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Short films take a stand on violence towards women and girls

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Published on 26 January 2023

Northumbria Police and Crime Commissioner Kim McGuinness
Northumbria Police and Crime Commissioner Kim McGuinness

This is the 10th anniversary of a film collaboration between Northumbria Police and Crime Commissioner and the University of Sunderland, raising awareness about issues impacting on society, through films created by final-year Screen Performance, Performing Arts and Film Production students.

The project is funded by Police Commissioner, Kim McGuinness’s office, in collaboration with specialists from her Violence Reduction Unit (VRU). The students’ assignment subject this year is timely with a number of high-profile cases of toxic masculinity and misogyny - from serious sexual abuse to the role of online influencers - hitting the headlines and debated by commentators and government policymakers alike.

With 75% of women and girls as young as 12 experiencing some form of public sexual harassment and an estimated 1.6 million women in England and Wales experiencing domestic abuse, Northumbria Police and Crime Commissioner Kim McGuinness, wanted to draw attention to the issues, setting this year’s brief for the annual project.

For their assignment, the students were asked to focus on the behaviour and reactions of bystanders, in particular men, when they witness harmful or inappropriate behaviour committed against women and girls. Crimes of violence against women include rape and other sexual offences, stalking, domestic abuse, ‘honour-based’ abuse (including female genital mutilation and forced marriage and ‘honour’ killings), ‘revenge porn’ and ‘upskirting’, as well as many others.

Kim McGuinness said: “Not only as your Police and Crime Commissioner, but as a woman, I am passionate about fighting for a North East where our girls and women are safe and free from abuse, violence and inequality. 

“With the numbers of violence against women and girls-related reports to police increasing each year, films that help raise awareness of the issues that are faced by women in Northumbria and beyond, are hugely welcomed by me. It’s on all of us to demand change in society and I’m thankful to the students for using their skills and creativity to help drive this change.”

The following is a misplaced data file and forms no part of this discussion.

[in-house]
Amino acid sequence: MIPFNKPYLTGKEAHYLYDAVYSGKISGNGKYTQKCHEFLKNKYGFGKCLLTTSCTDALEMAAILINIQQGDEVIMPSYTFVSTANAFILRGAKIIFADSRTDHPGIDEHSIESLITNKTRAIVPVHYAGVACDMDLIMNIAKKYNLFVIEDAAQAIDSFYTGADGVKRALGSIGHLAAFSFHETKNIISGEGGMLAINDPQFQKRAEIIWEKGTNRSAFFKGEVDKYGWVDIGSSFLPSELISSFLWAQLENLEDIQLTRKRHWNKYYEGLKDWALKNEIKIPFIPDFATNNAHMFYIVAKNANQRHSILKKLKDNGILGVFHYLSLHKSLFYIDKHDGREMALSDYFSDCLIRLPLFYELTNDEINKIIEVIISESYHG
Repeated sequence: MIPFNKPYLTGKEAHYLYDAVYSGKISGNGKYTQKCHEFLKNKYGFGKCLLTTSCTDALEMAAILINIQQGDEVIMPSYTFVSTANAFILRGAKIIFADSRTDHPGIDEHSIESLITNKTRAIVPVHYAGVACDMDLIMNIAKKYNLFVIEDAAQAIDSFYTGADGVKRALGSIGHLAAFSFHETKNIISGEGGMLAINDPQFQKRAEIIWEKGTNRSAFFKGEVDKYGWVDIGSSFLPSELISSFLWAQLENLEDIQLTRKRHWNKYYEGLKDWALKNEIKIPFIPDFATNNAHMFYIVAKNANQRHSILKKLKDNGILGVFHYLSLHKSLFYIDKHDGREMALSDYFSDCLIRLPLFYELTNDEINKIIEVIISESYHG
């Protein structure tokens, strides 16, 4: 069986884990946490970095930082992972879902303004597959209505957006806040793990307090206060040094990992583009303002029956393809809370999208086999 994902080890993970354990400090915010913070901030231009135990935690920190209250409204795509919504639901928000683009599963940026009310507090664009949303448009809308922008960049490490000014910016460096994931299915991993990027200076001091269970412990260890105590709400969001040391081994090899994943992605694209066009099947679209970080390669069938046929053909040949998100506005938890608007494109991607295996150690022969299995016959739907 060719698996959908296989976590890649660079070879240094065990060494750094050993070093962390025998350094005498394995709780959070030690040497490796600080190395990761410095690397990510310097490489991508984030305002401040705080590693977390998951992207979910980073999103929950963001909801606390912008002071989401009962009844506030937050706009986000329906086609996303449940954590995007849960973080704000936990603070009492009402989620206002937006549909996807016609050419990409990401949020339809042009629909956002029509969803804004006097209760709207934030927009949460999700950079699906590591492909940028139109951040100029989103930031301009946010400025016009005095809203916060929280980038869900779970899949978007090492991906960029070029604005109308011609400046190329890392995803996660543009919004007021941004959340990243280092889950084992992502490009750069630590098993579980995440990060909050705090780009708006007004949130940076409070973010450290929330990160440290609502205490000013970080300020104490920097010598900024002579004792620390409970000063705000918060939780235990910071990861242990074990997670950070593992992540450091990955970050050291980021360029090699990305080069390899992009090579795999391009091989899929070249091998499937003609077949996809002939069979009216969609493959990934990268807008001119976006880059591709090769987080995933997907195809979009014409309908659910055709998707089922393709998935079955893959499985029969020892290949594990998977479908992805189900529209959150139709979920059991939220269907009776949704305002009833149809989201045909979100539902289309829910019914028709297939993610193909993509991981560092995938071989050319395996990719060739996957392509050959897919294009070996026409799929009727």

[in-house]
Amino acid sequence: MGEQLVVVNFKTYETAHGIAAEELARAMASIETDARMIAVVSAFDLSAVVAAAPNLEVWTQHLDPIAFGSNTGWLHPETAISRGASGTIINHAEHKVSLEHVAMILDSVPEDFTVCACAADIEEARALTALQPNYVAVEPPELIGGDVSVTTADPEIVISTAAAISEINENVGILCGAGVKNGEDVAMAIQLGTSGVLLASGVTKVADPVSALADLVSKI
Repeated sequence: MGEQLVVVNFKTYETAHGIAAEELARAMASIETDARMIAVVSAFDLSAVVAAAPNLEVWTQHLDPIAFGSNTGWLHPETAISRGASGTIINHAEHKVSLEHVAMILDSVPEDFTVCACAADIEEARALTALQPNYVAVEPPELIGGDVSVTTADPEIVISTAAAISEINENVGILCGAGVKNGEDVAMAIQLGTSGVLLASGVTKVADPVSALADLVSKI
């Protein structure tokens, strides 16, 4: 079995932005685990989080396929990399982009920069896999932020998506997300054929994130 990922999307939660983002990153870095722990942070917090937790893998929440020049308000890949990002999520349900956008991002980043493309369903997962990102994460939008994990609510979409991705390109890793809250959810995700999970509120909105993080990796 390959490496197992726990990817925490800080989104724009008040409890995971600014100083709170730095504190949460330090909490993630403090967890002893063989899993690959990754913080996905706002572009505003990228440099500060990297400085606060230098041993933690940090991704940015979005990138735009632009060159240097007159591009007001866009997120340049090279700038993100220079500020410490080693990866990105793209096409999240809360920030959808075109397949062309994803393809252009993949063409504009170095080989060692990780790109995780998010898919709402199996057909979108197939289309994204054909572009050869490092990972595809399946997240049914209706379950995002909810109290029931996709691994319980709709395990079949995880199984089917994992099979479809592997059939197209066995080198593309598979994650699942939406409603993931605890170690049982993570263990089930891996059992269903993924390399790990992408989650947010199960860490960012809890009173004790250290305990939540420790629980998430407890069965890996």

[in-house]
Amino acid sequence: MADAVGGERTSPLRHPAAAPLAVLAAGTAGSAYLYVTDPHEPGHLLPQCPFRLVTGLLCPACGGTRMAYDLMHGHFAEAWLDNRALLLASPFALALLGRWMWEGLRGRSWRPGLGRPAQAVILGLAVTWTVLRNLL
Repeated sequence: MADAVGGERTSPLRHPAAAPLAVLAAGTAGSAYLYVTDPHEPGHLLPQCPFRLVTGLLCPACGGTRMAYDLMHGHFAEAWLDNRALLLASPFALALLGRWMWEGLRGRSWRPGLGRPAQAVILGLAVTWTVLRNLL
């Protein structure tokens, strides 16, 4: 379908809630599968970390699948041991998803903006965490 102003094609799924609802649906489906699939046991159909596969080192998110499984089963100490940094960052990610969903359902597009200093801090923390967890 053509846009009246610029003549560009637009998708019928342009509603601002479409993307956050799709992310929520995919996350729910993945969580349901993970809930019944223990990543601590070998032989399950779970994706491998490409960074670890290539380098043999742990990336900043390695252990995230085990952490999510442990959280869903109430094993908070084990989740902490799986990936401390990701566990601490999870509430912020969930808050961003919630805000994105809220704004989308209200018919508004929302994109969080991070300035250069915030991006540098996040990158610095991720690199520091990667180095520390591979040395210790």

The students produced the films with the help of the VRU and a specialist active bystander practitioner whose expertise is around engaging men and boys in conversations about violence against women and girls. They have researched, scripted, devised, filmed and edited all six films themselves which will contribute to their final-year marks. All productions used as an educational or training tool to promote awareness of the issues locally and regionally.

Other projects in previous years have addressed issues such as male rape, modern-day slavery, the capacity to consent, sexual exploitation, domestic violence, and cyber-crime.

An awards evening has also been organised on Thursday, February 2, to announce the winning film, attended by the University’s Vice Chancellor, Sir David Bell, and the awards presented by Kim McGuinness.

Dr Adelle Hulsmeier, Senior Lecturer in Performing Arts and Programme Leader for Screen Performance, who helps organise the awards each year, said: “The issue of male violence against women and young girls demonstrated the types of conversation we need to be having and the responsibilities we need to be facing. 

“At the start of the process, Northumbria’s VRU delivered an eye-opening workshop that asked its recipients to face the realities around how this issue may start and grow. An important analogy was offered about how the roots of an issue can grow from something seemingly innocent, for example 'banter' between friends, into sexual harassment disguised as banter, to potentially branching out to something even more toxic, dangerous and potentially life-threatening. 

“The point of the brief has been to place some responsibility on the bystander, to recognise the warning signs and to make an intervention, which doesn't have to be direct, to stop the issue from growing. Cutting it off at the roots and really reflecting on at what point we intervene and at what point we can make a difference has been the continuous focus. The students have tacked this with gusto, determination and maturity, and we have six very strong contenders for this year’s awards.”

Nicholas Glean, Senior Lecturer in Video and New Media, responsible for producing the films with the students, says: “I am incredibly proud of our students for producing a good range of films on these essential issues. I must commend the students on their professionalism, dedication, and organisation. They should all be very proud of what they have achieved.”

To attend the Annual Police Awards 2023, on February 2nd, 7pm-10pm, click here.